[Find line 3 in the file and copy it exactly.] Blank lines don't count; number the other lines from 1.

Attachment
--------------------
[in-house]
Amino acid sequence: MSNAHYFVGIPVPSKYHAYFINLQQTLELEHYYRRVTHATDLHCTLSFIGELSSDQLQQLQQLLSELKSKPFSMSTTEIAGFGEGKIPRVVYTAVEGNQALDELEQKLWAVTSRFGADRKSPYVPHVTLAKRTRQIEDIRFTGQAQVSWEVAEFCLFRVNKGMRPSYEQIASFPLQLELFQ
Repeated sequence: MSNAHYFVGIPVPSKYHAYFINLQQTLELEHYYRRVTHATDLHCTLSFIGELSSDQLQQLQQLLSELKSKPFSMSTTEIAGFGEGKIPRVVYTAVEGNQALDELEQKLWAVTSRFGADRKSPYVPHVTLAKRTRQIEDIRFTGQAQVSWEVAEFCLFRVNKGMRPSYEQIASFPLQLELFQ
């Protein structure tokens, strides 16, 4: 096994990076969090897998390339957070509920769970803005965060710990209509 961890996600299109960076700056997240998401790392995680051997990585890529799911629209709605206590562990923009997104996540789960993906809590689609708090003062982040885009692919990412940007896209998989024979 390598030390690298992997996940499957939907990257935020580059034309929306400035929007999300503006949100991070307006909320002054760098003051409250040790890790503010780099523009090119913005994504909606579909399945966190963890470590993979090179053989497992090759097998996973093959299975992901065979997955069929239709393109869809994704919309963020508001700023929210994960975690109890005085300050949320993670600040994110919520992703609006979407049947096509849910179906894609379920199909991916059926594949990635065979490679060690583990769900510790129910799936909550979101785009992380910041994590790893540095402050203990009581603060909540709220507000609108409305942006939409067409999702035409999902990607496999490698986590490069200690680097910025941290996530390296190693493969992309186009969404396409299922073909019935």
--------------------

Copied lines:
Repeated sequence: MSNAHYFVGIPVPSKYHAYFINLQQTLELEHYYRRVTHATDLHCTLSFIGELSSDQLQQLQQLLSELKSKPFSMSTTEIAGFGEGKIPRVVYTAVEGNQALDELEQKLWAVTSRFGADRKSPYVPHVTLAKRTRQIEDIRFTGQAQVSWEVAEFCLFRVNKGMRPSYEQIASFPLQLELFQ